What’s trending at the 2020 Osaka Automesse
What is ‘Kansai style’? Is there even such a thing?
For those who have been to both Tokyo and Osaka, you’ll notice that the atmosphere is a lot more laid back in the Kansai area as compared to Tokyo. This also translates to how people build their cars in the region. From Hondas to VIPs and everything in between, today, we’ll be taking a deeper look at the styling trends we saw at the 2020 Osaka Automesse.
While it’s smaller than the Tokyo Auto Salon, the Automesse is still a rather large show. As a result, the usual big-name brands were there on display; Brands like Liberty Walk, Wald, and the RH9 Group made their presence known here as well. We can continue going on about show cars like the LB-SilhouetteWorks R34, but these cars aren’t really what the Kansai scene is about.
Possibly the vehicle most synonymous to the Kansai area and Osaka is the Honda Civic. Sure, you can come across a bunch of stripped out EK and EGs in Tokyo once in a while. But, for the Kansai region, the Civic seems to be ingrained into their culture. From the various Kanjozoku groups to the hardcore time attack teams based in the area, the Civic has and always will be a part of Osaka.
Go around the show and you’ll see a bunch of Civics in different halls in various styles. From the older EA bodies on display at the Five Mart/Osaka JDM booth to the US-styled EKs and EG being showcased by Mode Parfume, there’s really a Civic for everyone. Time attack? The legendary Aslan Racing EG6 was here too complete with battle scars and all. Meanwhile, No Good Racing had an EK, EG, and EF each sporting liveries inspired by a highway maintenance vehicle and even one disguised as a police car.
Apart from the Civics of Osaka, VIP themed builds comprised the majority of the show. In fact, one hall was fully dedicated to them. The most common vehicles included popular Japanese sedans such as the Toyota Celsior, Lexus LS and the Nissan Gloria. Nothing was sacred though, a Rolls-Royce Wraith and a Lexus LC500 also got the same acrophobic VIP treatment. The new Hiace Super Grandia (or GranAce in Japan) was quite popular too with a few examples already on display.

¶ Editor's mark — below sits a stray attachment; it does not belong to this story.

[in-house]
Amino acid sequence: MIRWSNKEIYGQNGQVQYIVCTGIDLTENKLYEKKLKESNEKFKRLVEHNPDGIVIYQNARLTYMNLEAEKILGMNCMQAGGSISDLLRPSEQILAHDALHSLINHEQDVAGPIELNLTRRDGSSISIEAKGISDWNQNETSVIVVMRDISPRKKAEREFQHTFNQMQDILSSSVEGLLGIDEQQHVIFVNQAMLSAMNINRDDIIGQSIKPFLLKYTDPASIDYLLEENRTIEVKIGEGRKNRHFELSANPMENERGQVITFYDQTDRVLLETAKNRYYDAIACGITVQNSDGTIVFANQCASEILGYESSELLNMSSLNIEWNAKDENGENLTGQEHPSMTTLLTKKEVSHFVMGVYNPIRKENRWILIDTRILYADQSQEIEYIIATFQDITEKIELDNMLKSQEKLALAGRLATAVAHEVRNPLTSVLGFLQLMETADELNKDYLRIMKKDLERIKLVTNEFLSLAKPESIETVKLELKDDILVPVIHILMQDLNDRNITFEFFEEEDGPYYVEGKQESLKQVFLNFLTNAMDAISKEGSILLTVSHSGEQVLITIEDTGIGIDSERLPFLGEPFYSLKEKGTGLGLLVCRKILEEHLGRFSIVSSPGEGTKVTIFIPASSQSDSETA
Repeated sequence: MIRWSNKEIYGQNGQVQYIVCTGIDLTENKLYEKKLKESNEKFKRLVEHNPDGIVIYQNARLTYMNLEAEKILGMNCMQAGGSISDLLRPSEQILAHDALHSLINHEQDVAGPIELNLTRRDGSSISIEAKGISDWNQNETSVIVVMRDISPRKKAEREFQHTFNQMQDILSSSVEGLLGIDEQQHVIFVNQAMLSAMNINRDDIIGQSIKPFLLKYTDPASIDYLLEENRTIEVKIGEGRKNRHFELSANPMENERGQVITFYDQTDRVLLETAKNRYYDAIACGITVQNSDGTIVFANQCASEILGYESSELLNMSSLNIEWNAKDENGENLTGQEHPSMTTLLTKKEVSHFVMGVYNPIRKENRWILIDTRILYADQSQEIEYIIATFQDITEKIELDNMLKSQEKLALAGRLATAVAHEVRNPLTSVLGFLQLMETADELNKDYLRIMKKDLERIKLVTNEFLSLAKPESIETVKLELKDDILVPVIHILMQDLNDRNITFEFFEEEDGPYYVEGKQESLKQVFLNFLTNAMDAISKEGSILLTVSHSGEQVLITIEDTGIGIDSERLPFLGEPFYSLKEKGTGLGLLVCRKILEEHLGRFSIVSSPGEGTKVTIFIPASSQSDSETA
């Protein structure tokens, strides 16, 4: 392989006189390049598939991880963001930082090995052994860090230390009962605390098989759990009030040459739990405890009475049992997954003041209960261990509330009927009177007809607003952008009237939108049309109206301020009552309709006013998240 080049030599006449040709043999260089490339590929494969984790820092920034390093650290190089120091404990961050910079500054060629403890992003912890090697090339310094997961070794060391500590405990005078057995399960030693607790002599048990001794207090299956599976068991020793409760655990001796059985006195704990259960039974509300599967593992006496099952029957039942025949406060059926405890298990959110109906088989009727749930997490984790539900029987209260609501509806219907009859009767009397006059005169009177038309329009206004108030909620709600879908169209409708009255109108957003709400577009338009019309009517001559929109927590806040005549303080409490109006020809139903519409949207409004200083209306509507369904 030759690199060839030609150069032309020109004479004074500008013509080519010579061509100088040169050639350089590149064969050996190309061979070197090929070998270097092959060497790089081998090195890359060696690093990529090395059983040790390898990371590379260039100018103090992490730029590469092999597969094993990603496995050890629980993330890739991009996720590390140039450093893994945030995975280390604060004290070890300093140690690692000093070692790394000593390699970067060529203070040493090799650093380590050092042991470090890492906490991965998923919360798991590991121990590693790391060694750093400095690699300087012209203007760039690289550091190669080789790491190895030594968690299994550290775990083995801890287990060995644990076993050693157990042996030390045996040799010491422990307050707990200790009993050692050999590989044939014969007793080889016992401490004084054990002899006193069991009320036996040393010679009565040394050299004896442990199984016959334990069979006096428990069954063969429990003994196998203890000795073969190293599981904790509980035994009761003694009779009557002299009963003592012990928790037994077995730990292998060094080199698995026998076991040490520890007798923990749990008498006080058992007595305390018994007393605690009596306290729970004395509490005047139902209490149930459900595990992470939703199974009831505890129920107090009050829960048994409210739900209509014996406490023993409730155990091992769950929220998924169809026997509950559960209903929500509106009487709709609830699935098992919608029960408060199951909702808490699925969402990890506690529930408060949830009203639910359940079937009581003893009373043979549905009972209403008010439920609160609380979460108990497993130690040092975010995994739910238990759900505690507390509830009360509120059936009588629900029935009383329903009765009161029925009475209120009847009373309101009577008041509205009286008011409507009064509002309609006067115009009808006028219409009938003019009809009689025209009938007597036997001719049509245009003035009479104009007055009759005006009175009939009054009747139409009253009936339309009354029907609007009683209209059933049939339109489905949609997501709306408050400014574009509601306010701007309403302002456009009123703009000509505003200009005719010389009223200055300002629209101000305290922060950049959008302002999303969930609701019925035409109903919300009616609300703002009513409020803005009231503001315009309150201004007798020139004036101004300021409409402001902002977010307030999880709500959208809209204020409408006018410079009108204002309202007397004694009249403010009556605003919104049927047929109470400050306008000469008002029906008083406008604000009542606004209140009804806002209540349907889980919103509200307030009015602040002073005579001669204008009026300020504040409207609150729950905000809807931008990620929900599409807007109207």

We know, VIP cars aren’t limited to the Kansai area. In fact, there’s a huge group of them in Tokyo and everywhere else in Japan. What makes VIP wild in Osaka is how far owners are willing would go. Some owners went great lengths to fit the wide wheels they had on by creating beautifully radiused fenders which still flows with the body line. There’s even a first-generation Celsior retrofitted with the front end of the all-new Century.
To no one’s surprise, the Suzuki Jimny is very popular even in Osaka. If you’re a Jimny owner better have your wallets ready; Big name brands and others you’ve probably never heard of before all have something to offer. You can even get inspiration so your cute off-roader won’t look like anyone else’s in Manila.
An interesting sight at this year’s Automesse were the Mercedes G Wagens on display. Sure, these boxy SUVs might be a common sight in Europe or elsewhere in the world, but it’s surprising to see good number of them at the show. To give you an idea, there seemed to be more G Wagens than exotic supercars on display. By our count, there were at least 16. They’re far from stock as well; all have been fiddled with one way or another.
Bosozoku Culture is pretty much alive in Osaka too. At the K-Break booth, you can get a preview of how Zokusha/Shakotan cars and bikes are. They even managed to apply the same Zokusha styling to a Hiace complete with the wild livery and overfenders.
Sure you get to see more mainstream JDM things at the Tokyo Auto Salon. But if you want to see a different and much wilder side of Japan car culture, you should definitely check out the Osaka Automesse. Next time, we’ll give you a quick tour of the parking lots and car scenes you’ll see just going about the city.
Words by Jose Altoveros